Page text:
I realized that I wasn’t going to be able to make my legs go any faster, so I started focusing on not slowing down. I held the 7:15ish pace all the way to the Energy Lab and made the turn into there. I ran down, made the loop at the bottom, and checked my split on the leaders… now 18 minutes. There I was, 8 miles from the finish, 132 miles in to the day, I had not made up any of the swim deficit, and the gap was was starting to get bigger. I didn’t quit, but reality finally set in that what I wanted just wasn’t going to happen that day.
Many of you probably already know that when Ramsey Elissa was visiting with Diane Proud in her final days and he asked if he could do anything for her, her response was “Run for Me!” It put a lump in my throat the day I heard that story, and I made myself the promise then that I would run for her any time I could, even when I didn’t want to. Realizing and admitting that I was going to fall short of my goals, that moment became one of those times when I didn’t want to.
Climbing out of the Energy Lab, I ran over a timing mat, and a message popped up on the jumbo-screen. All of a sudden, I was filled with quite a mixture of emotion. I was expecting to see, “GO DADDY GO!” so at first, I was surprised. Then, I took in the words, “GO PAT! RUN FOR ME!!” Instantly, the lump in the throat hit, and my eyes welled up. I had been pushing and fighting with myself all day, which can be emotionally taxing in and of itself, and then the message. Wow. I looked at the sky, tears running down my face, and I said, “Diane, this race is NOT going my way…but I’m going to run it in, as fast as I can…even though I don’t want to…because I can.”
I exited the Energy Lab, made the turn onto the Queen K and held about 7:30’s back to town. I did manage to pick up the pace a little for the last two miles, and soon, I found myself heading back down Palani, making the left onto Kuakini, the right onto Hualalai, and finally the right onto Ali’i. Good day or bad, Ali’i Drive is always amazing. As I approached the Ford arch, Monkey was waiting in the street, waving an American flag. She handed it to me, and I charged towards the finish. I passed one last person on my way in, and then I hoisted the flag up in the air. The crowd was electric, and I felt a surge of energy and pride as I ran up the ramp to the finish line. Mike Reilly called out, “Patrick Schuster, You Are an Ironman!!” and my race was over. 3:16:51 marathon, for a total of 9:16:01.
Nailing my nutrition had been the biggest weapon in my arsenal at IM Texas, and I knew that. I’d be lying if I said I wasn’t disappointed that I let it fall apart here. I think I learned a lot though. To this point, I have always played with my nutrition, and I’ve definitely had races where I didn’t take in enough calories. This time though, it was all about the electrolytes. I think my they were thrown off in the morning, I didn’t think to correct it at that time, and then I didn’t pick up on the nausea that I continued to feel throughout the day as an indicator that I needed more salt. I also blew off my back pain, chalking it up to tightness from staying aero for 4 1/2 hours. Within a couple of hours after the race, after re-hydrating properly, the nausea and back pain were gone. Hindsight is always crystal clear, isn’t it?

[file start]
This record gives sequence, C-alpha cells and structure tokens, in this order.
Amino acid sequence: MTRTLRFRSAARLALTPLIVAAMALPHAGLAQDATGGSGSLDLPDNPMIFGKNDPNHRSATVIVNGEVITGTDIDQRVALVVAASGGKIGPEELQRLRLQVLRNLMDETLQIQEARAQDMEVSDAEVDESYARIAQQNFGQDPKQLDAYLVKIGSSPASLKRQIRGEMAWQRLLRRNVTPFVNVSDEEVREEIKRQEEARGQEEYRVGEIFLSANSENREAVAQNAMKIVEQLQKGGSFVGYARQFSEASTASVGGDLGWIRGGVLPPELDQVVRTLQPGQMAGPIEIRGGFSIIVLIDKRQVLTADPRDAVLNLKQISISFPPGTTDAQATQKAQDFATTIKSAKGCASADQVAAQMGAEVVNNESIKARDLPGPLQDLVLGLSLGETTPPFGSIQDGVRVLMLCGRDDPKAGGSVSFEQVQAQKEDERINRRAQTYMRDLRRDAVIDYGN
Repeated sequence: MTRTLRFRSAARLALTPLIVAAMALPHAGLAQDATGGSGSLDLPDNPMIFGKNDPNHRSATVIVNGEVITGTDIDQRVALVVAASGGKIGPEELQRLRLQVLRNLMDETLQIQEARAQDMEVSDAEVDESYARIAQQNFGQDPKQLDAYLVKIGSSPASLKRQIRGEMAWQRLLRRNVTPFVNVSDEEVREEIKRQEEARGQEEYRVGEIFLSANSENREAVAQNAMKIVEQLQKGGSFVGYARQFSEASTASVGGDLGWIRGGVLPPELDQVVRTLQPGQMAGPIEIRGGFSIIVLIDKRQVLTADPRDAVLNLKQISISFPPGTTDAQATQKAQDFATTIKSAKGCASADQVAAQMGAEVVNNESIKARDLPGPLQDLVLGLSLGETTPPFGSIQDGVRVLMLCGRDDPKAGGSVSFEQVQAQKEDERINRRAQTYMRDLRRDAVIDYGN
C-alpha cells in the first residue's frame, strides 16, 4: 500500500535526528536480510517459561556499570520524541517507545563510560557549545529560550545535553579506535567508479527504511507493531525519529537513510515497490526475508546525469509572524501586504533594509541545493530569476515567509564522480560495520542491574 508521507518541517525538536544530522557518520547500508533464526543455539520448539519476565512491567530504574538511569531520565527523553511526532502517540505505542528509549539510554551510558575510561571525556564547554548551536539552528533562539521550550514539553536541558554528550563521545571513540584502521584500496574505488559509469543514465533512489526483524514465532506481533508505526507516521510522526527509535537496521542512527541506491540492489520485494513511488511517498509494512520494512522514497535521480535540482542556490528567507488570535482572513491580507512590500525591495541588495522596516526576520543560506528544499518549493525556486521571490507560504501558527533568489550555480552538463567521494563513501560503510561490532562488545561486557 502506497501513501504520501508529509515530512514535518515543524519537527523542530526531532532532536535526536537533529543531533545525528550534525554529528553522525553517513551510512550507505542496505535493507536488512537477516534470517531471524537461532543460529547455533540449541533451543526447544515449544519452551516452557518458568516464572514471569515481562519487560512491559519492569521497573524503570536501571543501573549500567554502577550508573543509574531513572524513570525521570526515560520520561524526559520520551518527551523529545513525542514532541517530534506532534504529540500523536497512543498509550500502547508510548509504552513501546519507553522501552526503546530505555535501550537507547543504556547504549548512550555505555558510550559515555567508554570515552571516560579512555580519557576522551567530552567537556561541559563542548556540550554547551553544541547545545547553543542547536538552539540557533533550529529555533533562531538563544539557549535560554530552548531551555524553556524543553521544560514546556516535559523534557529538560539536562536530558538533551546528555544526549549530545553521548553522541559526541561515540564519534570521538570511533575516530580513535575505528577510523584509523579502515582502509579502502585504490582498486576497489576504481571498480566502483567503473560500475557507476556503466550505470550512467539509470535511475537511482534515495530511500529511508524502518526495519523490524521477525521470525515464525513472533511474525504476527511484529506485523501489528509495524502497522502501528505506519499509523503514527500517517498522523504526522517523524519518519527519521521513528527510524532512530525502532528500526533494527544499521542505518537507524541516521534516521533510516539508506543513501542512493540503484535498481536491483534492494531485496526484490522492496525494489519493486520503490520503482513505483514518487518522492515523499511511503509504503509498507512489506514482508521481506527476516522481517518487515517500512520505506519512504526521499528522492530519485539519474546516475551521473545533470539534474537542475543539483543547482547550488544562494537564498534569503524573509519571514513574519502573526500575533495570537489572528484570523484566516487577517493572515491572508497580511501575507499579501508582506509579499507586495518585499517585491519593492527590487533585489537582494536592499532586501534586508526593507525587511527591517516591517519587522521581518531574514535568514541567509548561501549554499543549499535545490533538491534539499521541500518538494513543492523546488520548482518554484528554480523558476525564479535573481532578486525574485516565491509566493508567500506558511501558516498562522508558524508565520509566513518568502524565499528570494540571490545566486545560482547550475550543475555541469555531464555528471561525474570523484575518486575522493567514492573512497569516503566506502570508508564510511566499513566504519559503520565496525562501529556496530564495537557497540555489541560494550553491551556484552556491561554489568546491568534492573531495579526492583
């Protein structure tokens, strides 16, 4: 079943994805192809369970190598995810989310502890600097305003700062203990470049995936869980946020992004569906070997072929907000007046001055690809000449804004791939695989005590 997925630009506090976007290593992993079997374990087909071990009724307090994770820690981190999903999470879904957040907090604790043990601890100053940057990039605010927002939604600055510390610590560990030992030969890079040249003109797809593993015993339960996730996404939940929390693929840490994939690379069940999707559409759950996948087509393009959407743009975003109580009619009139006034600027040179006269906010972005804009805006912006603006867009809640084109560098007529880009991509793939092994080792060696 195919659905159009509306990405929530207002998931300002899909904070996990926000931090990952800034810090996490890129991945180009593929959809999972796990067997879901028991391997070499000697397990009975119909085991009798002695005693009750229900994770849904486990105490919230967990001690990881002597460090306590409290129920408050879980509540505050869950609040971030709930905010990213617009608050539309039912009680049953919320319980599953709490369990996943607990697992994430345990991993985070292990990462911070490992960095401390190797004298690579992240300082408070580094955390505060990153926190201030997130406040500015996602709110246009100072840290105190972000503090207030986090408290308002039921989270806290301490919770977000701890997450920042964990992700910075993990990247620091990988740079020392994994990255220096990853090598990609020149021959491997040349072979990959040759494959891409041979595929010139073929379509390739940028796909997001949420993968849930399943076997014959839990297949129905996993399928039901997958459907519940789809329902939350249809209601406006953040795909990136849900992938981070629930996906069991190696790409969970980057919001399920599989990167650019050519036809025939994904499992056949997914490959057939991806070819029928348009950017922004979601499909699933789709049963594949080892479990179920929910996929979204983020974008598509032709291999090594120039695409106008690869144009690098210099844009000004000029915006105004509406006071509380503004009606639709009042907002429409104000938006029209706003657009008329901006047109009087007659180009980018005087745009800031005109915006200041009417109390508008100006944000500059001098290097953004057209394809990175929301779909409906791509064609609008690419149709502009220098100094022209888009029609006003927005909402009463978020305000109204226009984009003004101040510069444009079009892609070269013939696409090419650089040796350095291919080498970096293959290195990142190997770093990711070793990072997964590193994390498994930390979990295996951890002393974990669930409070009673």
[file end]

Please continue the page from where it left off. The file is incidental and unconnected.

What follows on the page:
The good news is that the day had lots of high points too. Seeing my family and friends throughout the day along the course was rewarding and inspiring. Monkey waiting along Ali’i to hand me the flag – with the biggest smile on her face – was one of my favorite moments of the day. And, there is just no feeling in the world like making it to that finish line!
Nothing I do would be possible without some pretty amazing people. Amy, the girls and the rest of the family have sacrificed a lot so that I can train like I do. My mom, who has always been one of my biggest cheerleaders, is always on hand to tell me, “Yes you can!” My in-laws pick the girls up from school, shuttle to and from dance, soccer, volleyball and piano, make dinners, and give lots of love and encouragement. They made their first trip to Kona for Ironman this year, which was awesome.
My amazing coach, Lauren Smith, knows when to push me and when to tell me I have to rest. I never would have reached the level I have in the last two years without her guidance and friendship. She’s been an amazing mentor. Lee Webber and Joe Boyle, your guidance has been incredibly valuable as well. But, there’s still lots of work to be done, so I hope the three of you will continue to bear with me.
My wonderful sponsors – SVSS, Team Ironhead, B&B Bicycles, Elizabeth Parmer & Skins – have all continued to be amazing and supportive. I’m so grateful to the Lezlie and Jason, who arrived at our condo at 4am, were around the course throughout the day giving splits and cheering, and stayed at the finish line till Midnight with us. I’ll admit, I got pretty spoiled having all the ART care I needed for the week…I hope you like to travel a lot, Dr. Maloy! In all seriousness, I’m proud to represent all of you, but most importantly, I’m honored to call you friends.
Finally, my race recap would be incomplete without a shout-out to my brother-in-law, Stephen. He got into Kona through the lottery, and he immediately got to work getting ready for the big day. He trained like crazy, and completed his first IM 70.3 at BSLT back in June in 6:06:51. His training continued through the record-breaking hot Texas summer, and he too learned the value of having such a supportive family to make the training possible. Stephen crossed the finish line in Kona with a time of 12:38:31. Careful, Stephen, you might get hooked!
Aloha & Mahalo Nui Loa to all of my Ohana!
See you at the races!